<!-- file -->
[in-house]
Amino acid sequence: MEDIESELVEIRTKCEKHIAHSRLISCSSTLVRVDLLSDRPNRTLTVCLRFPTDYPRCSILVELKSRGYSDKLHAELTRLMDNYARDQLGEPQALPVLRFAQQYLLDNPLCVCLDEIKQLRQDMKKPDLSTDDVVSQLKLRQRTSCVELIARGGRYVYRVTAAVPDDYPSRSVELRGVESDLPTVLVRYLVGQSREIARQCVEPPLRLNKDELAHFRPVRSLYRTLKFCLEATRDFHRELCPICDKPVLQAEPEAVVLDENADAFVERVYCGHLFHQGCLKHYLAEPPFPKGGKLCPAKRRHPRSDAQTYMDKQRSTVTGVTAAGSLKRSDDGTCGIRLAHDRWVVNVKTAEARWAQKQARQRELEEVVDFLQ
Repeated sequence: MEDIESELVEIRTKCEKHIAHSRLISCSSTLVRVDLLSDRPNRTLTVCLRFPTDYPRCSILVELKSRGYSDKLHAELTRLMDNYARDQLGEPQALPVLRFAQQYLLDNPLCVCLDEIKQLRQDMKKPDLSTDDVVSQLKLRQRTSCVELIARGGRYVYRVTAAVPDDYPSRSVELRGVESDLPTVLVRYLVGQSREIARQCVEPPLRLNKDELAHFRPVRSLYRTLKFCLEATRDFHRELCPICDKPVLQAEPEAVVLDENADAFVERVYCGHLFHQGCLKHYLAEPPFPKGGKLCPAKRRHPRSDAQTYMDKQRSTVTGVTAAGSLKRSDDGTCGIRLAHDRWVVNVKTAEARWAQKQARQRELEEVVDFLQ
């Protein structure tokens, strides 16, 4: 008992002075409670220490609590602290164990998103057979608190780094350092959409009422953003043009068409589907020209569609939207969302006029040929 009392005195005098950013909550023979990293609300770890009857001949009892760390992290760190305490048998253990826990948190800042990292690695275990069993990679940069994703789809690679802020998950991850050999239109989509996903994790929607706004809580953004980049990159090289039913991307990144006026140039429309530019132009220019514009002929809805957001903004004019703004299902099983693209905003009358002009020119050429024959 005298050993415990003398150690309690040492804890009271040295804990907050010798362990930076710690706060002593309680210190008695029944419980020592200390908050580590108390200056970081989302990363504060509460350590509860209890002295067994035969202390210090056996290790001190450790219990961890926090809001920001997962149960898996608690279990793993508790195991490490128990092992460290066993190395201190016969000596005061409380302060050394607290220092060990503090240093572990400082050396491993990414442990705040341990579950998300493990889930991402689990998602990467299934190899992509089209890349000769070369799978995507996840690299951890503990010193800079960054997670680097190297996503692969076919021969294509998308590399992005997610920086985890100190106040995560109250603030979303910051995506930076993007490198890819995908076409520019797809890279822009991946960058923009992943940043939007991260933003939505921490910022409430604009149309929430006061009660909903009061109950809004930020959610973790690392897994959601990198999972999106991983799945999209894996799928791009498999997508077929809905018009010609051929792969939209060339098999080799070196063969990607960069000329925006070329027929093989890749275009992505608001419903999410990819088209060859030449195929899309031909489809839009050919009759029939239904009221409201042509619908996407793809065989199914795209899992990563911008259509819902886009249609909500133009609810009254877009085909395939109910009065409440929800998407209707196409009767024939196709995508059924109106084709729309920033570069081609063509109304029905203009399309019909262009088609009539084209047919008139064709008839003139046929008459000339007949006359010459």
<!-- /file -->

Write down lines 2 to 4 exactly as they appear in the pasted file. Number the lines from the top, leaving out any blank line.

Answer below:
Amino acid sequence: MEDIESELVEIRTKCEKHIAHSRLISCSSTLVRVDLLSDRPNRTLTVCLRFPTDYPRCSILVELKSRGYSDKLHAELTRLMDNYARDQLGEPQALPVLRFAQQYLLDNPLCVCLDEIKQLRQDMKKPDLSTDDVVSQLKLRQRTSCVELIARGGRYVYRVTAAVPDDYPSRSVELRGVESDLPTVLVRYLVGQSREIARQCVEPPLRLNKDELAHFRPVRSLYRTLKFCLEATRDFHRELCPICDKPVLQAEPEAVVLDENADAFVERVYCGHLFHQGCLKHYLAEPPFPKGGKLCPAKRRHPRSDAQTYMDKQRSTVTGVTAAGSLKRSDDGTCGIRLAHDRWVVNVKTAEARWAQKQARQRELEEVVDFLQ
Repeated sequence: MEDIESELVEIRTKCEKHIAHSRLISCSSTLVRVDLLSDRPNRTLTVCLRFPTDYPRCSILVELKSRGYSDKLHAELTRLMDNYARDQLGEPQALPVLRFAQQYLLDNPLCVCLDEIKQLRQDMKKPDLSTDDVVSQLKLRQRTSCVELIARGGRYVYRVTAAVPDDYPSRSVELRGVESDLPTVLVRYLVGQSREIARQCVEPPLRLNKDELAHFRPVRSLYRTLKFCLEATRDFHRELCPICDKPVLQAEPEAVVLDENADAFVERVYCGHLFHQGCLKHYLAEPPFPKGGKLCPAKRRHPRSDAQTYMDKQRSTVTGVTAAGSLKRSDDGTCGIRLAHDRWVVNVKTAEARWAQKQARQRELEEVVDFLQ
């Protein structure tokens, strides 16, 4: 008992002075409670220490609590602290164990998103057979608190780094350092959409009422953003043009068409589907020209569609939207969302006029040929 009392005195005098950013909550023979990293609300770890009857001949009892760390992290760190305490048998253990826990948190800042990292690695275990069993990679940069994703789809690679802020998950991850050999239109989509996903994790929607706004809580953004980049990159090289039913991307990144006026140039429309530019132009220019514009002929809805957001903004004019703004299902099983693209905003009358002009020119050429024959 005298050993415990003398150690309690040492804890009271040295804990907050010798362990930076710690706060002593309680210190008695029944419980020592200390908050580590108390200056970081989302990363504060509460350590509860209890002295067994035969202390210090056996290790001190450790219990961890926090809001920001997962149960898996608690279990793993508790195991490490128990092992460290066993190395201190016969000596005061409380302060050394607290220092060990503090240093572990400082050396491993990414442990705040341990579950998300493990889930991402689990998602990467299934190899992509089209890349000769070369799978995507996840690299951890503990010193800079960054997670680097190297996503692969076919021969294509998308590399992005997610920086985890100190106040995560109250603030979303910051995506930076993007490198890819995908076409520019797809890279822009991946960058923009992943940043939007991260933003939505921490910022409430604009149309929430006061009660909903009061109950809004930020959610973790690392897994959601990198999972999106991983799945999209894996799928791009498999997508077929809905018009010609051929792969939209060339098999080799070196063969990607960069000329925006070329027929093989890749275009992505608001419903999410990819088209060859030449195929899309031909489809839009050919009759029939239904009221409201042509619908996407793809065989199914795209899992990563911008259509819902886009249609909500133009609810009254877009085909395939109910009065409440929800998407209707196409009767024939196709995508059924109106084709729309920033570069081609063509109304029905203009399309019909262009088609009539084209047919008139064709008839003139046929008459000339007949006359010459």